Believe it or not, I love this book.
Perhaps “love” is a strong word for the conflicting emotions I feel. I went in expecting a different story, but rereads have shown the prose gets stronger with age. I appreciate what Bender does with her character’s emotions, even if the symbolism goes over my head.
So no, this book never betrayed me.
It betrayed my friend Laura.
That spring, nine of us traveled to Chehalis for a college mission trip. For our free day, we walked on the beach, bought ice cream, and hit up a book store. While Laura giggled at the serious titles, I stumbled onto this book:
A couple of things:
GIRL! IT’S JUST CAKE! CHILL!
Sadness? Cake? Magic? I didn’t care how much the book cost; I wanted it.
I showed this book to everyone in my group. Reactions ranged from “Huh,” to “THAT’S SO WEIRD.” (Conservative Christians have a low tolerance for whimsy.)
I passed the book to Laura.
To my surprise, she laughed. “That sounds HILARIOUS.”
I GET that I’m not the most accurate judge of books, but nothing about this book screamed “laugh riot.” “Um, I don’t think-”
“Let me know how it is!”
We were stuck together for the next week, so I agreed.
We went back to our lodgings. While everyone else made dinner, I locked myself in my room to read. I was too young for Aimee Bender’s brand of deep melancholy, but I found the story “enjoyable” and “interesting.”
The next day, Laura asked for an update each time we passed in the hall on the way to our respective projects. “How’s the book? Hysterical?”
I struggled to temper her expectations without shutting her down; more often than not, I smiled and said, “It’s great!”
“Can’t wait to read it!” Laura would call over her shoulder.
I finished the book sometime that night. I lay in my bed for as long as I was allowed, absorbing the Great Sadness of the World.
I handed Laura the book the next morning over breakfast. “It was good,” I said, still carrying the Great Sadness of the World. “I liked it.”
When friends say this to me, I assume a “but” is coming.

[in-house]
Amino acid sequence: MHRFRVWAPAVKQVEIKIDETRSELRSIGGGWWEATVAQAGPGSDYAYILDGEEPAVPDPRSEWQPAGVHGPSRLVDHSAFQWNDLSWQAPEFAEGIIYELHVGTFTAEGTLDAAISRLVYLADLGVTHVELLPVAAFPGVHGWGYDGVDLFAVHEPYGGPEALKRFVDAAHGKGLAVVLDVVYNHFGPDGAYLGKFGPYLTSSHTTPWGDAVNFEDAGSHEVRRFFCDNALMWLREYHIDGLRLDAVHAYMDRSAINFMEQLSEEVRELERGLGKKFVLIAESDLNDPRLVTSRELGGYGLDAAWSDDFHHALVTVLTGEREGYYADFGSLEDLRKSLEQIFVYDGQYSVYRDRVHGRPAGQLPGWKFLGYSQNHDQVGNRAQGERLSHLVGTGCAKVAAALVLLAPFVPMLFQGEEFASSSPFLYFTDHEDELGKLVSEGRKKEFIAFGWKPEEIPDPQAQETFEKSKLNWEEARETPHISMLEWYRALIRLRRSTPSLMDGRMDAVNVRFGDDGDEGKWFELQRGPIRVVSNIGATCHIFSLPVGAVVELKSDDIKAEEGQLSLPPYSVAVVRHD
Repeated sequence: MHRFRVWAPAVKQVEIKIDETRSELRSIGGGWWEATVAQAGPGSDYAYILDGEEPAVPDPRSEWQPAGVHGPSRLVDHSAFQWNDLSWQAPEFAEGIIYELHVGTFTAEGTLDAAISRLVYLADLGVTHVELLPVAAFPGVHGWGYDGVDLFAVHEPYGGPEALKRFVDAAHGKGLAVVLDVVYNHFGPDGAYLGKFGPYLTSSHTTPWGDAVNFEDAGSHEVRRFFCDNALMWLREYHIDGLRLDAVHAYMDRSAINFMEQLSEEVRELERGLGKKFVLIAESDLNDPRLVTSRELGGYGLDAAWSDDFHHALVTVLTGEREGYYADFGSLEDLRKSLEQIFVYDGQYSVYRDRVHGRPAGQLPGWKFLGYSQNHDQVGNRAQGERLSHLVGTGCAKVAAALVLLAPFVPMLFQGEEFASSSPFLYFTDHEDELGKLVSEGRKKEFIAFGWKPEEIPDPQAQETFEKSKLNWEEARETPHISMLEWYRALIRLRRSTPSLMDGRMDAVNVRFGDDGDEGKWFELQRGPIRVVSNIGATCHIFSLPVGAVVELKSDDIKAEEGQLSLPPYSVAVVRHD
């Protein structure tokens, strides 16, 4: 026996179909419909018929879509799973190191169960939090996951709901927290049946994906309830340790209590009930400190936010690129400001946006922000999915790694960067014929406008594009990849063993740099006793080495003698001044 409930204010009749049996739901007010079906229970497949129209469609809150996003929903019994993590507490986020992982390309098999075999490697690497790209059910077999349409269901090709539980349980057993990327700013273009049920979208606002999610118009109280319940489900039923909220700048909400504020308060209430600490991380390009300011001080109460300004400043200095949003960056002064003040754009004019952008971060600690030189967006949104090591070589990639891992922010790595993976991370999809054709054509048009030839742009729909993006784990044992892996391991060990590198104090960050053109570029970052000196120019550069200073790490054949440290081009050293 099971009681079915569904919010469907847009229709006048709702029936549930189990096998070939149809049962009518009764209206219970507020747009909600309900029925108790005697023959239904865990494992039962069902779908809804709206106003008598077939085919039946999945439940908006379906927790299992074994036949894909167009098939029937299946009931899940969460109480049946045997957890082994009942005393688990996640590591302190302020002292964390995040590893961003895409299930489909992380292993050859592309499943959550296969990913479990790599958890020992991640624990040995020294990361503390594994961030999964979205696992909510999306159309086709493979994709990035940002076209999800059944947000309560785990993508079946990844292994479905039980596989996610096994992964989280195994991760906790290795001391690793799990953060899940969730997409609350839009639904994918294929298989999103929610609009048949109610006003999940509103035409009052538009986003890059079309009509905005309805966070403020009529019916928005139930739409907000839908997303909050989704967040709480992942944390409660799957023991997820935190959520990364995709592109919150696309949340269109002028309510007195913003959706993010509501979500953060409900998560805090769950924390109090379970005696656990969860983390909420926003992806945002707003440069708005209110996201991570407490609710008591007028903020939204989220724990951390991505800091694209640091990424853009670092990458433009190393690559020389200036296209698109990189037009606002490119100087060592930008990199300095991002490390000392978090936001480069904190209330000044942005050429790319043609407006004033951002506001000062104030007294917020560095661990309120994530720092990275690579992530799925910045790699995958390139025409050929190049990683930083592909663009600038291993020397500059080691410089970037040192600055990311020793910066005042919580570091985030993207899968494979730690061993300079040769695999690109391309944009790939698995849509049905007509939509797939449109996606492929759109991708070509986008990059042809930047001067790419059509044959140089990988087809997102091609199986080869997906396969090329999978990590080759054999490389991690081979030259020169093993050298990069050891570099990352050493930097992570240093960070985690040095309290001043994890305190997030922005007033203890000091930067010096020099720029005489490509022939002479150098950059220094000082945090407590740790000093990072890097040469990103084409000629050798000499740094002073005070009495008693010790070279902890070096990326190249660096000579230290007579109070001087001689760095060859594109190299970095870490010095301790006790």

Laura wasn’t nearly as cynical as I am. “Great! I can’t wait! It looks SOOOOO funny!”
At this point, I’d started to have some dark thoughts.
I’d spent five days with these people sharing meals and bathrooms and tools, listening to the same 20-song playlist for the whole of our 8-hour workday, hauling firewood to avoid another tense afternoon in the linen closet.
I only had an hour or so to myself each night where I tried to squeeze in some quality reading time before my body shut down; even then I could heard my team members laughing and making fart noises in the hallway.
So when Laura insisted yet again that a book with “sadness” in the title would be a jolly good time, I did worse than snap: I refused to warn her.
“HAHA, YEP, ENJOY!” I said, sprinting off to scarf down another Costco muffin.
I watched Laura over the next couple of days for signs that she was carrying the Great Sadness of the World. While we repainted some walls, I asked, “So…how’s the book?”
Laura’s personality was 90% positive adjectives. It was hard to get recommendations from her that weren’t “AWESOME” or “FANTASTIC” or “AMAZING.” Everything, from K-Pop to J. J. Abrams, astonished her. “It’s…interesting.”
I saw the betrayal on her face. I should have felt guilty. I didn’t. I still don’t.
She handed the book back to me without a word a day later.
“Is that the cake book?” a teammate called. “It looked SO WEIRD!”
Laura said nothing. I enjoyed a brief pocket of silence, my “weird” book shielding me from my teammates’ conversation.
I haven’t heard from Laura in years.